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The opinions expressed in this article are the writer’s own and do not reflect the views of Her Campus.
This article is written by a student writer from the Her Campus at UCSB chapter.

“Hey do you have a pad?”

Remember how embarrassing asking this question was for a lot of us when we first began our periods? To this day I still find myself whispering to my friends that I’m on my period. But this shouldn’t be the case, it’s 2022 and discussing our vaginal/menstrual health is not something to feel embarrassed about. 

I come from a very traditional home so I had no idea what a period even was or that there were so many kinds of pads and tampons. In fact, I didn’t begin using a tampon until I entered college because I was scared and confused about its insertion. Having these discussions really needs to start happening at a young age. I know many schools offer sex ed., but families also should make the time to have a discussion with their child so that they’re not left clueless or worse seek misinformation from peers who know as little as they do. 

It is unfortunate that society has made women feel embarrassed about seeking basic needs for their health. From having to excuse themselves from class because they started their cycle or reaching into their purse and unwrapping that loud pad wrapper in the restroom to refusing to ask anyone for a pad. Fortunately we are beginning to see a few schools provide free menstruation products.

women\'s health products in bathroom
Original photo by Alejandra Lara

It is with open discussions that we are able to erase any stigmas and misconceptions surrounding women’s health and provide more services. These discussions have led us to tackle issues such as making sure that everyone has access to menstruation products. As we all know things like pads, tampons and liners can be pretty pricey and when you’re a college student already on a tight budget this can become an issue. I know I have been in situations where I got my period unexpectedly on campus and needed a pad quickly or was running low on pads. I also know many students who are on a tight budget and need to save where they can. Fortunately here at UCSB the food bank offers pads and tampons and now we have received news that the UCSB Library and UCSB Associated Students Commission on Student Well-Being (COSWB) have launched a 6-month pilot program to provide free menstrual supplies (pads and tampons) in the library. These supplies can be found in nine restrooms, which are in the gender-neutral restrooms on the first (1509, 1511, 1514, 1516) and second floor (2505, 2507, 2522, 2526) and the 4th floor women’s restroom (4549). A.S COSWB also provides free menstrual products off-camps in the bathrooms of Woodstock’s, Pizza My Heart, and Rockfire Grill in Isla Vista!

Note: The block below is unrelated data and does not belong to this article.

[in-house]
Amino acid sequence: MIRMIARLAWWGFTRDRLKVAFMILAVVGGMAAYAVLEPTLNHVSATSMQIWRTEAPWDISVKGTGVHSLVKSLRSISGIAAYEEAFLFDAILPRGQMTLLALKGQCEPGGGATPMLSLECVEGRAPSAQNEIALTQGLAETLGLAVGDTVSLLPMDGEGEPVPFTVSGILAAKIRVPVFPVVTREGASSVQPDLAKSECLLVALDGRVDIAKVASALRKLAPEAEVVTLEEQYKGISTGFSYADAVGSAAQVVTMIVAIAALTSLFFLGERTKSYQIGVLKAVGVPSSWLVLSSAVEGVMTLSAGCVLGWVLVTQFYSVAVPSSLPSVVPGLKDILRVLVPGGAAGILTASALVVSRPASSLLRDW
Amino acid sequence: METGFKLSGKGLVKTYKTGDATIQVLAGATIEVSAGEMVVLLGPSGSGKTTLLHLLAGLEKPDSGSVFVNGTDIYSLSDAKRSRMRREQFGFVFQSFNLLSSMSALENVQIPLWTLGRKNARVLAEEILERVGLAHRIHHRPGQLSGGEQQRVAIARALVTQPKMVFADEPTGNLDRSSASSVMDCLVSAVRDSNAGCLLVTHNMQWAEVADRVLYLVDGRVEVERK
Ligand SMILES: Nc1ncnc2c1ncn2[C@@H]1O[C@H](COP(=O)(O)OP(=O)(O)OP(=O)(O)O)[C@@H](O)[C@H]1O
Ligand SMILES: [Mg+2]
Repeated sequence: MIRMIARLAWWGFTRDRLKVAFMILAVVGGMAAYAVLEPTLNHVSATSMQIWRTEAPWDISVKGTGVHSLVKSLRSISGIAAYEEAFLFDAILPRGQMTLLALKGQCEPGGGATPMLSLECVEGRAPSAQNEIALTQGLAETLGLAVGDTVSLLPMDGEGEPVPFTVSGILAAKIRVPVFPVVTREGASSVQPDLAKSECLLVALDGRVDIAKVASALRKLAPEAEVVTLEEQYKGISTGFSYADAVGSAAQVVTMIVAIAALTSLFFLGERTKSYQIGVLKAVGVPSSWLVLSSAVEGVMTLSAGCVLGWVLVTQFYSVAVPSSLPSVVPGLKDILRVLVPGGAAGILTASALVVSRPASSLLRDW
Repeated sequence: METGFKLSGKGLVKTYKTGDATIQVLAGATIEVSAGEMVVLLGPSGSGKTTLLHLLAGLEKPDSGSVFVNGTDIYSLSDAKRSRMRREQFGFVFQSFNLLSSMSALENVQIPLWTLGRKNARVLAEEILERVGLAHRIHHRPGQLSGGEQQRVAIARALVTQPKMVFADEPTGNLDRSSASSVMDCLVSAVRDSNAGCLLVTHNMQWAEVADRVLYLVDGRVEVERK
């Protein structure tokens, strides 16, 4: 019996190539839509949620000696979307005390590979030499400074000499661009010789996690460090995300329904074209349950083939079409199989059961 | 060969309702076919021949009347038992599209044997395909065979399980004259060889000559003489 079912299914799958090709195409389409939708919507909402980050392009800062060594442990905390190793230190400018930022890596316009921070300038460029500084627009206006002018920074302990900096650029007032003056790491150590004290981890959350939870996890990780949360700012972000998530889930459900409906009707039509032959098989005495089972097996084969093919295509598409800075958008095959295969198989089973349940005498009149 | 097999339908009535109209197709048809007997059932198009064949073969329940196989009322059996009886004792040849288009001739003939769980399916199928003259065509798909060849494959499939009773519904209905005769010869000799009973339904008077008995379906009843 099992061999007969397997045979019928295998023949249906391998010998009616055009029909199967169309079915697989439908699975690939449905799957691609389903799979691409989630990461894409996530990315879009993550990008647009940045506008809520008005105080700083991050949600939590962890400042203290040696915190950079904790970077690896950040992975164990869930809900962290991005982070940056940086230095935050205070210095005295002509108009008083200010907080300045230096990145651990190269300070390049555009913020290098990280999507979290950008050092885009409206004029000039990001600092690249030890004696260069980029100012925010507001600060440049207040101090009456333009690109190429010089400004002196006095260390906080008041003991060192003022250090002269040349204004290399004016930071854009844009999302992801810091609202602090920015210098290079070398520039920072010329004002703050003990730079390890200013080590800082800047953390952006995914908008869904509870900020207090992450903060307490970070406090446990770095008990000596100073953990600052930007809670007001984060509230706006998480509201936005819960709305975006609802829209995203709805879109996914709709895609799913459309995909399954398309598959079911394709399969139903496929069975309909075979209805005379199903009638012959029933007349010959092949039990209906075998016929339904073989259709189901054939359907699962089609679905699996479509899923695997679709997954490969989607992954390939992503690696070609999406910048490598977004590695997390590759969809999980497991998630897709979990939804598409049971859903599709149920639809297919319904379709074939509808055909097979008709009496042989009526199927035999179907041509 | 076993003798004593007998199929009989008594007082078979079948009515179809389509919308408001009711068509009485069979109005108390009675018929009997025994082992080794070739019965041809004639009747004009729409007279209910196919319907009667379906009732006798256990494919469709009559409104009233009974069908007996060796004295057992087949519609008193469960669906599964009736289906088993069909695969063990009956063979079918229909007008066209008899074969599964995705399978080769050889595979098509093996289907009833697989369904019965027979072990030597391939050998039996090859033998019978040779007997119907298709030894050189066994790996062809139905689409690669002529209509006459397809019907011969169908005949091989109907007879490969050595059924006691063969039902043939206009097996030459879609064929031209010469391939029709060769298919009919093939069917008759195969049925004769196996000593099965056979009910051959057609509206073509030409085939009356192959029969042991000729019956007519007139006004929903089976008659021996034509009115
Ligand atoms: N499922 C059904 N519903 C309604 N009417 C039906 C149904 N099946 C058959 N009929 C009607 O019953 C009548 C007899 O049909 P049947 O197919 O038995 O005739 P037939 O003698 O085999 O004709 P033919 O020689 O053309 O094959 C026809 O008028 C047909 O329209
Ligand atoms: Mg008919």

Picture of pantiliner box.
Original photo by Alejandra Lara

It is a special thanks to Michelle Tu who founded the Menstrual Health and Equity Coalition at UCSB in December of 2021, in order to provide greater access to menstrual products for UCSB students and help combat period poverty. The coalition aims to promote menstrual equity and advocate to end the Tampon tax. If you are interested in being a volunteer to help restock these bins and to get in your volunteer hours, please contact Michelle Tu (coswb-womens@as.ucsb.edu)!

Discussions about our menstruation health is not the only thing that needs to be normalized. We especially need to start normalizing having open discussions about our vaginal health. There are so many stigmas surrounding things like yeast infections and bacterial vaginosis which are actually more common than we think. In fact,

“Seventy-five percent of women are likely to have at least one yeast infection during their lifetime; nearly half have two or more.”

“Vaginal yeast infections are the second most common cause of abnormal vaginal discharge in the United States (the first is bacterial vaginosis).”

Speaking from personal experience I didn’t see a gynecologist until recently and I’m twenty-one. I was intimidated by seeing a gynecologist because I didn’t know what to expect, I didn’t feel comfortable with the idea of a complete stranger looking down there and I was scared of the results. But, had I not gone, I may have made my yeast infection worse and I would still be uncomfortable. The nurses and gynecologists at student health were all also very kind and made sure I was comfortable and answered all my questions. They made me realize that anyone can get a yeast infection, as in my case, because our vaginas are very sensitive and its pH levels can be thrown off by things like scented body washes. So, please don’t hesitate to make an appointment for any of your health needs.

If you are someone who is sexually active it is also important that you make an appointment to get STD/STI checked ESPECIALLY if you are not using a condom. Remember the most common symptom is no symptom.

There is so much that needs to be discussed more openly, but society has made it seem as if menstruation, Urinary tract infections, yeast infections etc. are something to be shy and grossed out about. But it is through discussions with trusted friends and our doctors that we can feel relief and realize that someone else may be going through the same thing. So don’t be embarrassed, PERIOD!

Alejandra is a fourth year global studies major with a minor in professional writing. She was born in LA and has moved around a lot eventually ending up studying in sunny Santa Barbara. Her hobbies include writing, drawing, and fashion. She also dreams of owning her own clothing line/business.